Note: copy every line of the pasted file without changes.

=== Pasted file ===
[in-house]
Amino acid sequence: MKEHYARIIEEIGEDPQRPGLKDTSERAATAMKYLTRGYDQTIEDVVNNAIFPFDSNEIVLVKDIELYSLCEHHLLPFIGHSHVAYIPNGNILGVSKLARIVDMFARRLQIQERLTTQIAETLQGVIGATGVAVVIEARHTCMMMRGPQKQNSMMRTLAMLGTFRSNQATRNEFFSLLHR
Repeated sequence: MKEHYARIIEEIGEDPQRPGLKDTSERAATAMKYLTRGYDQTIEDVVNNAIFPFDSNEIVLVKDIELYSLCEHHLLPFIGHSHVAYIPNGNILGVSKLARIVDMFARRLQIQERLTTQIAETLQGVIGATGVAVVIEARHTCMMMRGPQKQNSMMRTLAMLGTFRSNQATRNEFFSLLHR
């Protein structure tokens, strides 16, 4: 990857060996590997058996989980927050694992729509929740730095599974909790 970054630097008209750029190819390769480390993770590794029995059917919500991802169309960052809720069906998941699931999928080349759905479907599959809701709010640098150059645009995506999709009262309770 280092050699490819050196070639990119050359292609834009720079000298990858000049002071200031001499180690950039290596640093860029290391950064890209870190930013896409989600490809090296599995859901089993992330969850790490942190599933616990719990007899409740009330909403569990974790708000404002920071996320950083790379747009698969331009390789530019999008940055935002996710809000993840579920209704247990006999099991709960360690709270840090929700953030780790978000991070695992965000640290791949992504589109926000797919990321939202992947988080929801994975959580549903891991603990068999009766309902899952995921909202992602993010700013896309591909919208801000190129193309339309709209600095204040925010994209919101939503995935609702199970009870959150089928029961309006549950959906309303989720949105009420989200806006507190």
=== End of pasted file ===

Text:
[in-house]
Amino acid sequence: MKEHYARIIEEIGEDPQRPGLKDTSERAATAMKYLTRGYDQTIEDVVNNAIFPFDSNEIVLVKDIELYSLCEHHLLPFIGHSHVAYIPNGNILGVSKLARIVDMFARRLQIQERLTTQIAETLQGVIGATGVAVVIEARHTCMMMRGPQKQNSMMRTLAMLGTFRSNQATRNEFFSLLHR
Repeated sequence: MKEHYARIIEEIGEDPQRPGLKDTSERAATAMKYLTRGYDQTIEDVVNNAIFPFDSNEIVLVKDIELYSLCEHHLLPFIGHSHVAYIPNGNILGVSKLARIVDMFARRLQIQERLTTQIAETLQGVIGATGVAVVIEARHTCMMMRGPQKQNSMMRTLAMLGTFRSNQATRNEFFSLLHR
């Protein structure tokens, strides 16, 4: 990857060996590997058996989980927050694992729509929740730095599974909790 970054630097008209750029190819390769480390993770590794029995059917919500991802169309960052809720069906998941699931999928080349759905479907599959809701709010640098150059645009995506999709009262309770 280092050699490819050196070639990119050359292609834009720079000298990858000049002071200031001499180690950039290596640093860029290391950064890209870190930013896409989600490809090296599995859901089993992330969850790490942190599933616990719990007899409740009330909403569990974790708000404002920071996320950083790379747009698969331009390789530019999008940055935002996710809000993840579920209704247990006999099991709960360690709270840090929700953030780790978000991070695992965000640290791949992504589109926000797919990321939202992947988080929801994975959580549903891991603990068999009766309902899952995921909202992602993010700013896309591909919208801000190129193309339309709209600095204040925010994209919101939503995935609702199970009870959150089928029961309006549950959906309303989720949105009420989200806006507190």